PORTER REAL series is made to pursue functionality on business occasions. 2WAY OVER NIGHTER has the most complicated form in 9 types of the series. Its unique form has a look of 2 briefcases sewn together. This type is created by Mr. Teruo Sekiguchi, the bag craftsman with 42-year experience in the field.

Whenever the designers show their new drawings to Mr. Sekiguchi, he always answers “I will never know (the outcome) until I try” as if it were his line.



Mr. Sekiguchi’s motto is to “do ordinary things in ordinary ways”. He tries his best not to produce defects in order to save PORTER brand.

Despite of his actual achievement that realized every request in the past, he will never say “I can do it” on his first glance at the drawings. However, when he saw the design of 2WAY OVER NIGHTER, he wondered “I doubt if I can do it”.
“That was the most complicated bag in the past, I just didn’t have a clue where to start sewing. Number of parts was more compared to other bags, and it had 10 fasteners. During the manufacturing process, there were many times that I mistook the outside for the inside”, Mr. Sekiguchi says with a smile. After many trials, he completed the sample, but he remade it whenever there were adjustments on gloss texture of the materials, or changes to leather used for handles. “Yoshida’s designers stay with the full value of quality. Even when I think it is enough, they ask me “we want to make it better, would you please make it one more time?”. He considers their belief in quality will benefit him, and he always answered their requests of “one more time”. “That’s why I became better”, he says.

“I don’t care about the space, I am just a dumbbell craftsman”. Mr. Sekiguchi has realized and sent many items for Yoshida to the world, from his four-and-a-half-tatami-mat room in his house. In that room, his youngest son Daichi now sits and works beside him, who told his father “I will do it” when he was 18, at the same age as his father entered the world of bags. Mr. Sekiguchi hopes that his son will be able to be proud of the bags he created, just as his father does.




Weave

Craftmanship 6

Yohji Tan / Woven label wholesaler

"Brand face" that decorates completion of bags



In a weaving factory in Fukui that faces the Sea of Japan, there is a loom that keeps on working so that the threads are always set. This is the machine that produces PORTER regular woven labels. “Every time threads are changed and set, there are inconsistencies in the products such as uneven woven surface and narrower width”, Mr. Yohji Tan says, who relates the factory to Yoshida Kaban. Woven labels are the designed tags with brand names, etc. Most of the woven labels of Yoshida Kaban are created under the supervision of Mr. Tan.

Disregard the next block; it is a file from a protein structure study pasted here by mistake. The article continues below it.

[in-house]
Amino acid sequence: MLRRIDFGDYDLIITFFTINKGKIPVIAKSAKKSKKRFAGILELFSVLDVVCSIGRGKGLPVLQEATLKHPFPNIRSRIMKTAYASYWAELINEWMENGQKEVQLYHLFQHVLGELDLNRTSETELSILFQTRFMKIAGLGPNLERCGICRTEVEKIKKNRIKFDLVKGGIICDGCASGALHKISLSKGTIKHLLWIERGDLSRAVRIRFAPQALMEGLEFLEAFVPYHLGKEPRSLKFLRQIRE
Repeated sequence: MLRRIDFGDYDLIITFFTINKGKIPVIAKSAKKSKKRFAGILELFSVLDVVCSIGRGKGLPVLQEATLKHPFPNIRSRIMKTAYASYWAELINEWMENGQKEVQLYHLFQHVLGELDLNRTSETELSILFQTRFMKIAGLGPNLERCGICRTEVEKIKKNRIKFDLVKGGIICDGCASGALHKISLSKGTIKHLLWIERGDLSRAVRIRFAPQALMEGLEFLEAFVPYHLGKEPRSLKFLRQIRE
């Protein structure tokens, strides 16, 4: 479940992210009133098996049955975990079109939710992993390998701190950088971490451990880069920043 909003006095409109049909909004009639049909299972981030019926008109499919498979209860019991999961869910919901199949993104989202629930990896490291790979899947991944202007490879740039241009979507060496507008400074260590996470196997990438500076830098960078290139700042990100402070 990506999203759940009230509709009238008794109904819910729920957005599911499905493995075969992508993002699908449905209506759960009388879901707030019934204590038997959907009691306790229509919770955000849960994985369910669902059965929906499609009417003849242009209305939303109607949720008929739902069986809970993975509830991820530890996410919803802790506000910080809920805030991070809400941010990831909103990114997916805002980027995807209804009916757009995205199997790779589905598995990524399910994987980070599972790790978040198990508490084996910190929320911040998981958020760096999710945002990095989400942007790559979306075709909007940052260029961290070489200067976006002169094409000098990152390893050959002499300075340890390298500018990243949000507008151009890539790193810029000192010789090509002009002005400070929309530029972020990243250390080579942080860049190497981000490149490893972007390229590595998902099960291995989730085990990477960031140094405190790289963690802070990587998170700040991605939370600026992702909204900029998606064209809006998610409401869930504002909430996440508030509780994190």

Mr. Tan keeps most of the woven labels of Yoshida Kaban for 30 years. “These are my notes”. Mr. Tan can’t help looking at the woven labels of the other passengers’ bags when he is on a train.

30 years ago when Mr. Tan was working with the people in fashion industry, he thought “this is going to be tough” when he first dealt with Yoshida Kaban. For clothes, the labels were usually sewed on inside material, but for Yoshida Kaban bags, they were sewed on outside material. “Woven label is the “brand face” that determines the appearance of the bag. Even a slight difference can affect the whole image”, he gets keyed up. With this reason, he selected one factory to do the work so that the same craftsman can weave the labels using the same machine.

“Since Yoshida’s designers stick with the quality, we often use the threads in the colors that are not in the samples”. Mr. Tan serves as a mediator between the factory and the designers, and he sometimes sends the bag material samples to the factory in order to convey the exact color to those working at the weaving site. Then he makes the samples of the labels and brings them to Yoshida’s head office almost every day. “Because you will never get the image until you actually put the labels to the bags. There are many times when the labels were “too loud” or “too soft” against the bags, and the outcomes were totally different from what we expected. But once the bags have the woven labels, their faces get sharpened”, he says with a smile.